Early rising women at lower risk of breast cancer

Lina Al Maeena with Jeddah United

Everybody has a body clock, which governs how the body works in a roughly 24-hour pattern.

Each of us has a circadian rhythm that is unique to us.

It affects everything from when we sleep, to our mood and even our risk of a heart attack.

Morning people or "larks" are early to rise, peak earlier in the day and are exhausted earlier in the evening.

Richmond stressed that the 48% lower risk was identified among "extreme" cases, where people identified themselves as "definite" morning people out of the five categories they could chose from - definite morning, more morning than evening, neither, more evening than morning, definite evening.

AXA Mansard, a member of AXA, a global leader in insurance and asset management, said it joined in the observance of the concluded breast cancer awareness.

The researchers think so.

The samples from BCAC showed that those with lark variants had a 40 percent lower risk of developing breast cancer than those with night owl variants.

A team at the University of Bristol in England analyzed data from 180,215 women enrolled with the UK Biobank project, and 228,951 women who had been part of a genome-wide association study of breast cancer led by the worldwide Breast Cancer Association Consortium.

The study highlighted individuals who were genetically predisposed to be either "larks" or "owls". Starr, a breast cancer survivor, who is a part of the corporate sponsor Houlihan Lawrence, has been involved in these types of marches for years.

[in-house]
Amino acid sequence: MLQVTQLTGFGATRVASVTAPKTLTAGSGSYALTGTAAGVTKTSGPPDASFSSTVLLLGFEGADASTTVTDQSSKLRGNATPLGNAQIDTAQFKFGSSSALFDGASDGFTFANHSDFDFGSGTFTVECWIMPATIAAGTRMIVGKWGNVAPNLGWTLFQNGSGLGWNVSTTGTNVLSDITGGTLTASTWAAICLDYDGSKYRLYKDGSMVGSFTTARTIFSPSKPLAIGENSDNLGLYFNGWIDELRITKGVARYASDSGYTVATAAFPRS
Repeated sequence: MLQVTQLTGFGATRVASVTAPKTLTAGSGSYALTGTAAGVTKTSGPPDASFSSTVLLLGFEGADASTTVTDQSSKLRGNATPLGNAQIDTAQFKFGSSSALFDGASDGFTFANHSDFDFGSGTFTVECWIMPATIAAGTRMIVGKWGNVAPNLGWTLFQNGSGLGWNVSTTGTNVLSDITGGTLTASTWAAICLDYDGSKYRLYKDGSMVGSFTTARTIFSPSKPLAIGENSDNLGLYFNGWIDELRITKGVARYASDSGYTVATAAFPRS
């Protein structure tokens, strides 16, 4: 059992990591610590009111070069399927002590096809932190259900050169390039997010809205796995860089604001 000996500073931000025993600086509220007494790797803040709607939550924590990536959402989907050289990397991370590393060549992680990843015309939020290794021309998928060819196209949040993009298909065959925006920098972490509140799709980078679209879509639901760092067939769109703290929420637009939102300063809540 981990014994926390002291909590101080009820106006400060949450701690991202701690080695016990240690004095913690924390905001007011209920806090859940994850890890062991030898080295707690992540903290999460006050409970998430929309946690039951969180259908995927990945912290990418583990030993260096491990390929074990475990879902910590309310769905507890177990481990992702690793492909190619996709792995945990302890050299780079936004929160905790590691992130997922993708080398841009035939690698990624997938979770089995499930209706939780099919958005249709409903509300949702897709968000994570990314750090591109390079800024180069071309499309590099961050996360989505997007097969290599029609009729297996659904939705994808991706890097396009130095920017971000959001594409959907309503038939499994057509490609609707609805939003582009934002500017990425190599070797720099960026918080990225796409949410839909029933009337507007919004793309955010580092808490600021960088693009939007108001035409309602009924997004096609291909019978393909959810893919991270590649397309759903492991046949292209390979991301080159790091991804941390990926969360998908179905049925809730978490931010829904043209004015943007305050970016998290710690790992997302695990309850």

How big is the effect? Among morning larks, that figure was roughly one in 100.

She is a research fellow in the Cancer Research U.K. Integrative Cancer Epidemiology Program at the University of Bristol.

"Women need to talk to their doctors and the benefits of screenings, self-breast examinations and risk factors".

The study was funded by Cancer Research UK and the Medical Research Council.

"The authors do not show any biological mechanism by which sleep timing preference could influence breast cancer risk".

Dr Richmond said it was said it was still too soon to give clear advice to women.

Is it something about the body clock itself?

There are still many unanswered questions.

"We know that sleep is important generally for health", said Richmond.

In the Mendelian randomization analysis, they found approximately one less person per 100 will develop breast cancer if they have a morning preference compared with people who have an evening preference. "Another limitation is that sleep timing preference (chronotype) is self-reported, and the investigation did not specifically recruit individuals with different sleep patterns, such as night-shift workers", Burgess wrote in the comments of the study.

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